A great place to find out more about your social security taxes and projected benefits is at the Social Security Administration's website located at www.ssa.gov. 

FYI: The social security wage base has been increased each year except for 2010 and 2011. The wage base maximum has been increased as follows:

2009, 2010 & 2011 wage base max: $106,800
2008 wage base max: $102,000
2007 wage base max: $97,500
2006 wage base max: $94,200
2005 wage base max: $90,000
2004 wage base max: $87,900
2003 wage base max: $87,000
2002 wage base max: $84,900
2001 wage base max: $80,400
2000 wage base max: $76,200
1999 wage base max: $72,600
1998 wage base max: $68,400
1997 wage base max: $65,400
1996 wage base max: $62,700
1995 wage base max: $61,200
1994 wage base max: $60,600

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IRS ISSUES GUIDANCE EXPLAINING 2011 CHANGES TO FLEXIBLE SPENDING ARRANGEMENTS

Please read about this important update to which types of medical expenses can no longer be paid with pre-tax dollars through the Flexible Spending Account you may have as part of your benefits at work:

IR-2010-95, Sept. 3, 2010

WASHINGTON — The Internal Revenue Service today issued guidance reflecting statutory changes regarding the use of certain tax-favored arrangements, such as flexible spending arrangements (FSAs), to pay for over-the-counter medicines and drugs.

The Affordable Care Act, enacted in March, established a new uniform standard that, effective Jan. 1, 2011, applies to FSAs and health reimbursement arrangements (HRAs). Under the new standard, the cost of an over-the-counter medicine or drug cannot be reimbursed from the account unless a prescription is obtained. The change does not affect insulin, even if purchased without a prescription, or other health care expenses such as medical devices, eye glasses, contact lenses, co-pays and deductibles. The new standard applies only to purchases made on or after Jan. 1, 2011, so claims for medicines or drugs purchased without a prescription in 2010 can still be reimbursed in 2011, if allowed by the employer’s plan.

TOP


IRS ANNOUNCES FEW INCREASES TO RETIREMENT SAVINGS LIMITS FOR 2011

by Andrew D. Schwartz, CPA

Last month, the IRS announced the cost of living adjustments applicable to the various retirement plan limitations.  Unfortunately, the bulk of the retirement savings limits will not increase from 2011. 

According to the October 28th announcement made by the IRS on Pension Plan Limitations for 2011, "The limitations that are adjusted by reference to Section 415(d) generally will remain unchanged for 2011. This is because the cost-of-living index for the quarter ended Sept. 30, 2010, while greater than the cost-of-living index for the quarter ended Sept. 30, 2009, is less than the cost-of-living index for the quarter ended Sept. 30, 2008, and, following the procedures under the Social Security Act for adjusting benefit amounts, any decline in the applicable index cannot result in a reduced limitation."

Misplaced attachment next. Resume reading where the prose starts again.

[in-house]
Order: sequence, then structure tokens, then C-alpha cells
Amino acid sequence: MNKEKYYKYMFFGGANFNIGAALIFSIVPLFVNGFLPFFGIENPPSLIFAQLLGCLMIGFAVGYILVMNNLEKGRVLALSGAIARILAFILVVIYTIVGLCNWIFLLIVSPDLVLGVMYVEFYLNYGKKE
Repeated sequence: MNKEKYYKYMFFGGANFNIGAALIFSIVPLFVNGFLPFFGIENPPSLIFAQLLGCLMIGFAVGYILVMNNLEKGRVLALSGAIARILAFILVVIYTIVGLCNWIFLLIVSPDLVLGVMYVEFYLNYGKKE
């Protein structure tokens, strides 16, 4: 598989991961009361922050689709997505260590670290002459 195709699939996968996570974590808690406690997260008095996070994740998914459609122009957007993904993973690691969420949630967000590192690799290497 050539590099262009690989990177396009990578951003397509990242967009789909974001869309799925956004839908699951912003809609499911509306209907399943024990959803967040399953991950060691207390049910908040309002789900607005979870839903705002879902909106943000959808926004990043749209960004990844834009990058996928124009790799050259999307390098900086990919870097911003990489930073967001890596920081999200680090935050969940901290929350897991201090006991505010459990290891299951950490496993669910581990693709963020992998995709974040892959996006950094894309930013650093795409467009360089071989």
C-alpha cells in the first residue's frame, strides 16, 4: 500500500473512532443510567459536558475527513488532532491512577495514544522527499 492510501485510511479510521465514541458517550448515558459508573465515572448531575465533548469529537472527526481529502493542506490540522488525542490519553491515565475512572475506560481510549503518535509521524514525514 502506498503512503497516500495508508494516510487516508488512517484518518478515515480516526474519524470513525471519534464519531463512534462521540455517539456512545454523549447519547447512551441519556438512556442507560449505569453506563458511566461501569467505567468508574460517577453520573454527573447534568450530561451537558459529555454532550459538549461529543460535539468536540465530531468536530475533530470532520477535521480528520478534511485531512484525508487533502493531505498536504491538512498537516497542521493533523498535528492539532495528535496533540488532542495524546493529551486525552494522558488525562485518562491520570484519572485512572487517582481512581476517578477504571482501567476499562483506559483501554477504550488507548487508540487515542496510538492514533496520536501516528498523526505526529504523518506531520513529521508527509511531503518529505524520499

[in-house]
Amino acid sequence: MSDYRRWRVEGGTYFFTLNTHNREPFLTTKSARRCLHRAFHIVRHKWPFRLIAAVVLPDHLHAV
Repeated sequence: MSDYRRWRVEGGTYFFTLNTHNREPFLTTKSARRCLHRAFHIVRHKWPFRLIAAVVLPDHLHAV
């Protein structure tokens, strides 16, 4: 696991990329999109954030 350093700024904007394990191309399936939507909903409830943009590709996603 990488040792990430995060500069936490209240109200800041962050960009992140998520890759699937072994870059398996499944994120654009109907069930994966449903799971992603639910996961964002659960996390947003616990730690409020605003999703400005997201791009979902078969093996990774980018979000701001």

No Increases for 2011

Most working professionals have access to a 401(k) plan or a 403(b) plan at work.  Amounts contributed to these plans generally reduce your taxable earnings and always grow tax deferred.  Like 2010, you can contribute up to $16,500 into a 401(k) or 403(b) plan through salary deferrals in 2011.

Anyone 50 or older by December 31, 2011 can contribute an extra $5,500 into their 401(k) or 403(b) plan through salary deferrals next year, for a total annual contribution of $22,000.  That is the same as what was allowed during 2010.

Many smaller employers offer their staff access to SIMPLE/IRAs instead.  SIMPLE's work just like 401(k) plans, which means it's up to you to fund the bulk of this retirement savings account through salary deferrals.  For 2011, the maximum contribution into your SIMPLE remains at $11,500.  Anyone 50 or older by December 31st can sock away an additional $2,500 in 2011, for a total annual contribution of $14,000, unchanged from 2010. 

And if you are self-employed, you can contribute up to 20% of your net self-employment income into a SEP IRA.  The maximum contribution into your SEP IRA for 2011 remains at $49,000.

One Increase to IRAs

Don't forget about IRA's.  There is a bit of good news for people looking to contribute to a Roth IRA in 2011.  While the amount you can earn and still contribute to a Roth has not increased for single individuals, this threshold did increase by $2,000 for all taxpayers as follows:

  Single Individuals Married Couples
Phase-out begins $107,000 $169,000
Phase-out ends $122,000 $179,000